Is your Daily Scrum effective?

If you have adopted Scrum for some time, you have probably worked in a team that has pushed back to have Daily Scrums or that haven’t seen much value in doing so. There are few common reasons that could lead to that situation:

  1. The team sees the Daily Scrum as a daily report to the Scrum Master or another member who attends the meeting
  2. The level of details is not properly set (too many details or too superficial and generic comments)
  3. The team believes they already talk during the day and don’t see a reason to have a formal event for that
  4. and many other reasons…

Those issues can be managed individually by showing the actual value of that Scrum ceremony. However, even if they bought in the idea, how do you know if your meeting is being effective? How do you know that you’re getting practical value from that theory?

Being effective is all about meeting its goals and IMHO the goals of a Daily Scrum should be:

  1. Setting (or adjusting) direction
  2. Understanding how the team is doing to meet the Sprint goals
  3. Understand where we want to be when we meet again

When attending the last TriAgile event, there were sessions and discussions about how to make Daily Scrums more effective. An interesting outcome from that day was the idea of slightly changing the 3 Daily Scrum questions to focus more on what can get done until the team meets again. According to the Scrum Guide, these are the 3 Daily Scrum questions:

  • What did I do yesterday that helped the Development Team meet the Sprint Goal?
  • What will I do today to help the Development Team meet the Sprint Goal?
  • Do I see any impediment that prevents me or the Development Team from meeting the Sprint Goal?

Although these questions help on understanding what was done and what is planned to be done, it does not set short-term (1 day) commitments for each member to pursue and to get things done. You can easily say what you’ll do until tomorrow and have nothing actually done by tomorrow. What if instead of saying what you will work on you said what you’ll get done by tomorrow? It’s not about sharing what you’ll do. It’s about sharing which small increment of value you’ll be completing until the next meeting. With something simple like that you can change the perception of Daily Scrums from ‘reporting/planning’ to ‘achieving’. That will also force your team to have smaller tasks that can be done in a day or so.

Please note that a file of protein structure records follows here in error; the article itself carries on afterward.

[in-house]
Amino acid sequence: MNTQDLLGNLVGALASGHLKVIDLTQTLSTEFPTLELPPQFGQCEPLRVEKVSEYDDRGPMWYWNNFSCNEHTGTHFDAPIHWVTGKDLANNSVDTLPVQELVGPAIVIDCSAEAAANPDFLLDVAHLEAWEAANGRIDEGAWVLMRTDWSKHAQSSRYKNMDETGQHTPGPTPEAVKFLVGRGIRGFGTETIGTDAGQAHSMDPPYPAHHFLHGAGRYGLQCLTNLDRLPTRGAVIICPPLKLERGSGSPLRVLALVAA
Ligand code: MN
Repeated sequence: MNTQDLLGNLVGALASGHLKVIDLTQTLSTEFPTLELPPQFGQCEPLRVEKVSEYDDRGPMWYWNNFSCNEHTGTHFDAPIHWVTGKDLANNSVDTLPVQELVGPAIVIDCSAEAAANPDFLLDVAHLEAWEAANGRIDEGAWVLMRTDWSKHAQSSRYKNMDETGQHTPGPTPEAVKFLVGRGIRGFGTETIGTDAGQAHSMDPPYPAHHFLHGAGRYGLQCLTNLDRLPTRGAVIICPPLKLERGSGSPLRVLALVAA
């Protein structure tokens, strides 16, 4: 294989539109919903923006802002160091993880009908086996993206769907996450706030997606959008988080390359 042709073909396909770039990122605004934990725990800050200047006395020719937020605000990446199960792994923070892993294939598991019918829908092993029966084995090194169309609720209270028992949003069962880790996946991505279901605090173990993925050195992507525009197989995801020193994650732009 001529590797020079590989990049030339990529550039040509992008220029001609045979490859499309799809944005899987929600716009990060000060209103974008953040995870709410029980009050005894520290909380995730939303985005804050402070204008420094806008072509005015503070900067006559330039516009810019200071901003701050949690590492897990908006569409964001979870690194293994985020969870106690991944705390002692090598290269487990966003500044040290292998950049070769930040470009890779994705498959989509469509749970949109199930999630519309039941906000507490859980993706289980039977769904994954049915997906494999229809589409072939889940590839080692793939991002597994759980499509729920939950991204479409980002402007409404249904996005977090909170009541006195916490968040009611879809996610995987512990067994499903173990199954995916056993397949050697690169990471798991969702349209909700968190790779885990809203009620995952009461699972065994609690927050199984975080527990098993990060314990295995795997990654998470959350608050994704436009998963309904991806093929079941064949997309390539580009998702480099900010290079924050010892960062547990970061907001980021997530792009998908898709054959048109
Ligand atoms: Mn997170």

Having said that, see below the suggested questions to make your Daily Scrum more effective:

  • What did I say yesterday I would get done to help Development Team meet the Sprint Goal?
  • What will I get done today to help the Development Team meet the Sprint Goal?
  • Do I see any impediment that prevents me or the Development Team from meeting the Sprint Goal?

Give it a try and share your experience!

Leave a Reply

Your email address will not be published. Required fields are marked *